Courtroom sketches by Seb Tanti Burlo’
A morning which started out with eagerness to see exactly what evidence the police had against the three suspects charged with the assassination of Daphne Caruana Galizia turned into a frustrating reminder of how slow Malta’s wheels of justice can turn.
The three suspects – George Degiorgio (Ic-Ċiniż), his brother Alfred (Il-Fulu) and their friend Vincent Muscat (Il-Koħħu) were led into the courtroom at around 9:30am this morning. All polished up and wearing dark suits, the men did not look in the least bit disconcerted that they are the main suspects of Malta’s crime of a decade.
George Degiorgio in the dock
Alfred Degiorgio in the dock
Vince Muscat kept twiddling with his fingers throughout, but this movement might not have betrayed his nervousness, but rather his constant need to stimulate the nerves in his hands – a condition he has had ever since he was shot in the head in 2014, an incident which left him blinded in one eye.
Other than that, the suspects appeared at ease, relaxed even – at one point Alfred Degiorgio crossed his arms and stretched out his legs. They seemed completely unfazed that they were being watched by the international press (a Reuters journalist was present in the courtroom) and, more directly, by the family of the woman they have been charged with murdering.
It was not just the late journalist’s husband Peter who turned up today, but also her parents and two of her sisters. For the parents, this was the first time they came face to face with the men charged with assassinating their daughter and they took it in their stride- no shouts, no cries, no emotions getting the better of them.
Vincent Muscat in the dock
After months of speculation and contradictory reports, journalists were eager to hear the police reveal for themselves the exact evidence they had collected against the three men. Yet it never got that far.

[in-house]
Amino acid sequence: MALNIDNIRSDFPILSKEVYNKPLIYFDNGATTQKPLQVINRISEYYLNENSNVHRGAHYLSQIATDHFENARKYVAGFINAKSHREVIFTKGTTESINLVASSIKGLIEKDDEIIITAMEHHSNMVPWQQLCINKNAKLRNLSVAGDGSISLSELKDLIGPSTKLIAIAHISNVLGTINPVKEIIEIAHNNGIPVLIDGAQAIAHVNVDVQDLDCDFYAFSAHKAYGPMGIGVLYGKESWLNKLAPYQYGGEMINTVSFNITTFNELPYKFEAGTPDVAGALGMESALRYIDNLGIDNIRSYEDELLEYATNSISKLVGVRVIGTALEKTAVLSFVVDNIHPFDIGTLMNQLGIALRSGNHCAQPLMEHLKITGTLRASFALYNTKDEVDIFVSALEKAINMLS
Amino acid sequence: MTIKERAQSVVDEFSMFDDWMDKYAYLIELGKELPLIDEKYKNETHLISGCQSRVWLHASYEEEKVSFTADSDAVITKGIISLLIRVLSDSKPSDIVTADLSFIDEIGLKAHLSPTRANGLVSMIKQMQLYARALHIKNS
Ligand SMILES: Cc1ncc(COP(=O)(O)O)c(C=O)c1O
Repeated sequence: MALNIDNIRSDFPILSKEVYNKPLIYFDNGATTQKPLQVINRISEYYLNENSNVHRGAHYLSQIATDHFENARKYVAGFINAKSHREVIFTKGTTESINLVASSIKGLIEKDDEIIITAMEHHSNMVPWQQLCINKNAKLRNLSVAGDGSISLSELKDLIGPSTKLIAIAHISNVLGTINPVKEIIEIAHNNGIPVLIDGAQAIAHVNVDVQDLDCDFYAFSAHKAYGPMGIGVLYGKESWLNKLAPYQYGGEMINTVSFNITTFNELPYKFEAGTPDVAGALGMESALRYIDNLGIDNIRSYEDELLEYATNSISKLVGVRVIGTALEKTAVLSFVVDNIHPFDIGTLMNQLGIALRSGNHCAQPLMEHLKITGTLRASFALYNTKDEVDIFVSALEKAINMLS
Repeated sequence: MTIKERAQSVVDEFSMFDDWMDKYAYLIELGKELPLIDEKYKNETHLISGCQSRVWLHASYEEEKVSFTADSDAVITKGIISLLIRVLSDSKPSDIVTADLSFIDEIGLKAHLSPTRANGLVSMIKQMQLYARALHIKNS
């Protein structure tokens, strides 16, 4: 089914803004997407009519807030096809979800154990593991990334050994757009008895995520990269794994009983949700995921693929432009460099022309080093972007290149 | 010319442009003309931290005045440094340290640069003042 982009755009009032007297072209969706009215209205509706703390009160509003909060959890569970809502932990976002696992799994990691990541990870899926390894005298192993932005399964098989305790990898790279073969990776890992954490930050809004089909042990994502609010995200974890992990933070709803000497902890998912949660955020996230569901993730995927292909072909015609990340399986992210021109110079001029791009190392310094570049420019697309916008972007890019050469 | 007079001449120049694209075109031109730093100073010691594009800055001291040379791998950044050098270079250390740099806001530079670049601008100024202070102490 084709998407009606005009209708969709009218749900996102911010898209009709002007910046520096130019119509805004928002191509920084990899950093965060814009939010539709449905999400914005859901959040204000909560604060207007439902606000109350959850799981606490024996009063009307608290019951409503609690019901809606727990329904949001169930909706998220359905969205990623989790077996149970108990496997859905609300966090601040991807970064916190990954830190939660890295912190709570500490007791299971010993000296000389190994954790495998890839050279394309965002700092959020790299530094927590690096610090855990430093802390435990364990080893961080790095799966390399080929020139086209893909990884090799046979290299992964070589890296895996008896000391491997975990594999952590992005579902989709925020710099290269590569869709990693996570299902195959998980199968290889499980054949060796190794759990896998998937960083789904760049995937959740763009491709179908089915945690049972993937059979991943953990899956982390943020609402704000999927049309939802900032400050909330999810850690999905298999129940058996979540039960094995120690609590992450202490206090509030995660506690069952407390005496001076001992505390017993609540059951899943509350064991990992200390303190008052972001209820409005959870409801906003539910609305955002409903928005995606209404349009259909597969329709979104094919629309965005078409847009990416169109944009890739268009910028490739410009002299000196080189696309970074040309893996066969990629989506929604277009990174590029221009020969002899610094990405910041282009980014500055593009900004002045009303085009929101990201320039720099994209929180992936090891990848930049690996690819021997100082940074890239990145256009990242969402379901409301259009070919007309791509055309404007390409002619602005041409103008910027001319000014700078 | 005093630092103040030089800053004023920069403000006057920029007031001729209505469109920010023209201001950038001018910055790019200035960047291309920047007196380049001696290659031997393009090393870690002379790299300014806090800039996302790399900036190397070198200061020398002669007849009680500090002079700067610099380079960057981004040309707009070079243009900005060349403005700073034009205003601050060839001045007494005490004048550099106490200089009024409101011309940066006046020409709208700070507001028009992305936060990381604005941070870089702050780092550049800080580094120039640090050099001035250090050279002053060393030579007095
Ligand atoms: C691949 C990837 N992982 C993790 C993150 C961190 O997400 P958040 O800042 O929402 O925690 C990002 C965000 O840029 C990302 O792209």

Magistrate Donatella Frendo Dimech started by asking the three suspects whether they had any lawyers – to which they all answered in the negative, while Alfred Degiorgio said they reserve the right to appoint a lawyer they trust in the future. This gave credence to media reports that Malta’s top criminal lawyers are all reluctant to touch this case, leading to an unusual situation whereby the suspects in such a high-profile case had no choice but to be represented by legal aid lawyers – namely Benjamin Valenzia, Martin Fenech and Francina Abela.
Magistrate Donatella Frendo Dimech
The case was about to start, but Frendo Dimech had a minor declaration to make…that she had gone to class with one of Daphne Caruana Galizia’s sisters back in the 1980s.
“Our relationship was limited to greeting each other in the morning,” she said. “More recently, we offered our condolences to each other because we had both lost a relative.”
The legal aid lawyers escorted the suspects out of the courtroom for a few minutes before returning to demand the magistrate recuse herself from the case on the grounds her relationship with Caruana Galizia’s sister could present her conflict of interest.
“Justice doesn’t just have to be done, it has to be seen to be done,” Martin Fenech kept repeating.
Legal aid lawyer Martin Fenech
Prosecution lawyer Philip Galea Farrugia
To back up their arguments, the lawyers pounced on a recent case in which Judge Joseph Micallef was forced to recuse himself from a case concerning sexual abuse at a church home in view of the fact that he was president of the Church-owned Radju Marija Association.
However, a bemused Frendo Dimech said she couldn’t understand how parallels could be drawn between the two cases and she was backed by prosecuting lawyer Philip Galea Farrugia and PN MP Therese Comodini Cachia – appearing in parte civile for the Caruana Galizia family.
“Maltese society is so small that if you look hard enough, I’m sure most people in this courtroom have some sort of connection with each other,” she said. “If you recuse yourself, then we risk reaching a point where justice is served to no one.”
The prosecution lawyers face off against the defence
The sitting was put on hold for two hours and journalists were left to speculate what will happen next. A worrying possibility being floated around was that Frendo Dimech would not withdraw from the case and that the suspects’ lawyers would respond by opening a constitutional case to force her recusal – a move that could have agonisingly delayed the compilation of evidence for several months.
Yet as it happened, Frendo Dimech decided to withdraw from the case.
“It is in everybody’s best interests for there not to be any perception of connections between the magistrate and the victim,” she said. “Even appearances could be of importance and, because justice must be seen to be done, any magistrate of whom there is reason to fear impartiality must withdraw from the case.”